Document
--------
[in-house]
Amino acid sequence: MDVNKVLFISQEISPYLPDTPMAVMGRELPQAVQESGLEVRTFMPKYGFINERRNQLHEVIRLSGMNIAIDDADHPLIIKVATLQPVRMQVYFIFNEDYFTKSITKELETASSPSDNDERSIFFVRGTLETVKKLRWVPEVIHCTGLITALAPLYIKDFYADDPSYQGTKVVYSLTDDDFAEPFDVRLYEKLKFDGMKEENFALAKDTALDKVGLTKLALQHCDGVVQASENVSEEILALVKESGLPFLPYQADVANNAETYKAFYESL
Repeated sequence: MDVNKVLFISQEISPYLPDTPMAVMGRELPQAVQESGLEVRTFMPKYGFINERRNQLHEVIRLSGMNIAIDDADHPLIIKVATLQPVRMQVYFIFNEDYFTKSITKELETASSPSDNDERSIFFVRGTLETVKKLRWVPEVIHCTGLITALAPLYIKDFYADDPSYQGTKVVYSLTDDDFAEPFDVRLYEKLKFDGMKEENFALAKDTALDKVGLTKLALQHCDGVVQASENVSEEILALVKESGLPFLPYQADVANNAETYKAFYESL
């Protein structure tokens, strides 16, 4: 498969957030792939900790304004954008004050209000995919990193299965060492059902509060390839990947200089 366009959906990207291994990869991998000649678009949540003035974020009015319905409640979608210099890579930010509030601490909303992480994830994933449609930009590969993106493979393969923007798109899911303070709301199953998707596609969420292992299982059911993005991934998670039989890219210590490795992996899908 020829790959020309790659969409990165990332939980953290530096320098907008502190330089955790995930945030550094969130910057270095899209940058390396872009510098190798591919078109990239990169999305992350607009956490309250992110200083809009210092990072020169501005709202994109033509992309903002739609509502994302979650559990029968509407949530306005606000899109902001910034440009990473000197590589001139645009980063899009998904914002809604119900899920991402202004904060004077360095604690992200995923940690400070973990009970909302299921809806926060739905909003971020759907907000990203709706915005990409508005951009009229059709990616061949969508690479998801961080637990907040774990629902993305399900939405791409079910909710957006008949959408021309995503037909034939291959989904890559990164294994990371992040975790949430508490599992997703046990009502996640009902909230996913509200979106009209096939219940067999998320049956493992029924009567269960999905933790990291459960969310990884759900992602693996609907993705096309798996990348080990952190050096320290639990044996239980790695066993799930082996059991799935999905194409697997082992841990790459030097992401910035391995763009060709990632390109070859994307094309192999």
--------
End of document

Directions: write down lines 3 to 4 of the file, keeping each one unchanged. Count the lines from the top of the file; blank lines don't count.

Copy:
Repeated sequence: MDVNKVLFISQEISPYLPDTPMAVMGRELPQAVQESGLEVRTFMPKYGFINERRNQLHEVIRLSGMNIAIDDADHPLIIKVATLQPVRMQVYFIFNEDYFTKSITKELETASSPSDNDERSIFFVRGTLETVKKLRWVPEVIHCTGLITALAPLYIKDFYADDPSYQGTKVVYSLTDDDFAEPFDVRLYEKLKFDGMKEENFALAKDTALDKVGLTKLALQHCDGVVQASENVSEEILALVKESGLPFLPYQADVANNAETYKAFYESL
């Protein structure tokens, strides 16, 4: 498969957030792939900790304004954008004050209000995919990193299965060492059902509060390839990947200089 366009959906990207291994990869991998000649678009949540003035974020009015319905409640979608210099890579930010509030601490909303992480994830994933449609930009590969993106493979393969923007798109899911303070709301199953998707596609969420292992299982059911993005991934998670039989890219210590490795992996899908 020829790959020309790659969409990165990332939980953290530096320098907008502190330089955790995930945030550094969130910057270095899209940058390396872009510098190798591919078109990239990169999305992350607009956490309250992110200083809009210092990072020169501005709202994109033509992309903002739609509502994302979650559990029968509407949530306005606000899109902001910034440009990473000197590589001139645009980063899009998904914002809604119900899920991402202004904060004077360095604690992200995923940690400070973990009970909302299921809806926060739905909003971020759907907000990203709706915005990409508005951009009229059709990616061949969508690479998801961080637990907040774990629902993305399900939405791409079910909710957006008949959408021309995503037909034939291959989904890559990164294994990371992040975790949430508490599992997703046990009502996640009902909230996913509200979106009209096939219940067999998320049956493992029924009567269960999905933790990291459960969310990884759900992602693996609907993705096309798996990348080990952190050096320290639990044996239980790695066993799930082996059991799935999905194409697997082992841990790459030097992401910035391995763009060709990632390109070859994307094309192999």